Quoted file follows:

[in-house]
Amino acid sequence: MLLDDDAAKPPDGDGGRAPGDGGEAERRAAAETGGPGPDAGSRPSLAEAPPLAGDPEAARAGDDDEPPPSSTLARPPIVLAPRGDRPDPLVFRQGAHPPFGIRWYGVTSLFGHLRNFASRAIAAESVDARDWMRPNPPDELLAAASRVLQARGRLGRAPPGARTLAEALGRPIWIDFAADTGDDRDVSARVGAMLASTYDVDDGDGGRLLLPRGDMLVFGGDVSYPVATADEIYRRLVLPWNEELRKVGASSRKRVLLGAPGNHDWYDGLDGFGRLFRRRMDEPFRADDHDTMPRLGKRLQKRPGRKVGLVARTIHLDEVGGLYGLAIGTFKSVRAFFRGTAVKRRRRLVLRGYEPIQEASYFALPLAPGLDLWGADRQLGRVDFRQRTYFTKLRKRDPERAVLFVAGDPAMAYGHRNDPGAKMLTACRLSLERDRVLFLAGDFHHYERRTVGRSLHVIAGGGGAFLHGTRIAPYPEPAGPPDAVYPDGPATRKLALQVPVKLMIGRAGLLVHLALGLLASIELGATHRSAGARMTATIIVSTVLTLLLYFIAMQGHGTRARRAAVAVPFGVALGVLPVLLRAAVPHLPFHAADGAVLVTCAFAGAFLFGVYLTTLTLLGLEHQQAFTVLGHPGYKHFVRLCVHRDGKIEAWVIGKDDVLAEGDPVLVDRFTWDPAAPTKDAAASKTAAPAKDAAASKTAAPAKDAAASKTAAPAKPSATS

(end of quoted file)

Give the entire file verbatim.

[in-house]
Amino acid sequence: MLLDDDAAKPPDGDGGRAPGDGGEAERRAAAETGGPGPDAGSRPSLAEAPPLAGDPEAARAGDDDEPPPSSTLARPPIVLAPRGDRPDPLVFRQGAHPPFGIRWYGVTSLFGHLRNFASRAIAAESVDARDWMRPNPPDELLAAASRVLQARGRLGRAPPGARTLAEALGRPIWIDFAADTGDDRDVSARVGAMLASTYDVDDGDGGRLLLPRGDMLVFGGDVSYPVATADEIYRRLVLPWNEELRKVGASSRKRVLLGAPGNHDWYDGLDGFGRLFRRRMDEPFRADDHDTMPRLGKRLQKRPGRKVGLVARTIHLDEVGGLYGLAIGTFKSVRAFFRGTAVKRRRRLVLRGYEPIQEASYFALPLAPGLDLWGADRQLGRVDFRQRTYFTKLRKRDPERAVLFVAGDPAMAYGHRNDPGAKMLTACRLSLERDRVLFLAGDFHHYERRTVGRSLHVIAGGGGAFLHGTRIAPYPEPAGPPDAVYPDGPATRKLALQVPVKLMIGRAGLLVHLALGLLASIELGATHRSAGARMTATIIVSTVLTLLLYFIAMQGHGTRARRAAVAVPFGVALGVLPVLLRAAVPHLPFHAADGAVLVTCAFAGAFLFGVYLTTLTLLGLEHQQAFTVLGHPGYKHFVRLCVHRDGKIEAWVIGKDDVLAEGDPVLVDRFTWDPAAPTKDAAASKTAAPAKDAAASKTAAPAKDAAASKTAAPAKPSATS